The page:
Assholes, on the other hand, are a lost cause. They will never change.
I’ve never met an asshole who later became a non-asshole. They won’t because they already know everything. They don’t work with people; they use people. Assholes are dominators who are only interested in their own power and perspective. Assholes are uber-selfish and arrogant. They often suffocate the human spirit and kill creativity. They irritate, dictate, and foster a culture of fear. They literally ooze assholery. Few things fresh, innovative, or great ever come from an asshole and, when they do, peoples’ self-esteem and careers are crushed in the process.
I’ve also never seen an asshole transform into a believer. Not once, ever. Avoid assholes when you can. And when you cannot, get away as soon as humanly possible.
Believers. Ahh….Believers. I love them. You love them. We all love them. The best thing about believers? They trust. They trust people. They trust the creative process. Believers trust because they understand that trust is encouraging and inspiring.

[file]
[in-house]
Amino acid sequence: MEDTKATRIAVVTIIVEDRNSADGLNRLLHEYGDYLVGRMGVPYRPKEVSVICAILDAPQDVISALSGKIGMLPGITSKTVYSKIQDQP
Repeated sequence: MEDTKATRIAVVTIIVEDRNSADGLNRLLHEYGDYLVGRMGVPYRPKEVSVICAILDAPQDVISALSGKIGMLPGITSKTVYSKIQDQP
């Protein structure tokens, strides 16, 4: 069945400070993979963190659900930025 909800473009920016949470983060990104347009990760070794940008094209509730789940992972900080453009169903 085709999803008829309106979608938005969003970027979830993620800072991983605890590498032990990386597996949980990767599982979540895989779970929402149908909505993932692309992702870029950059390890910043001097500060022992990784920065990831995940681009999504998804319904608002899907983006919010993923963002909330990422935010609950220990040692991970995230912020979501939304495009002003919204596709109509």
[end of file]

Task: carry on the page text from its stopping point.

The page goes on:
Believers also give. They give information. They give constructive feedback. They give freedom. Believers give all of this because they understand the creative process is not perfect but instead involves fluid circumstances.
I also think believers trust and give because they understand that creatives yearn for and feed off of it. Believers understand that it is risky to create, and the creator exposes himself to judgment and criticism, which makes him incredibly vulnerable. Believers know that providing an environment and relationship that is based on freedom and trust is a sure way to reap the full benefits of creative talent.
The next time you engage a creative, for that matter any new service, don’t be an asshole. Instead, be a believer, and watch what happens when you give and trust. My prediction, the results will surpass your expectations, and make you – and your product or service – look great.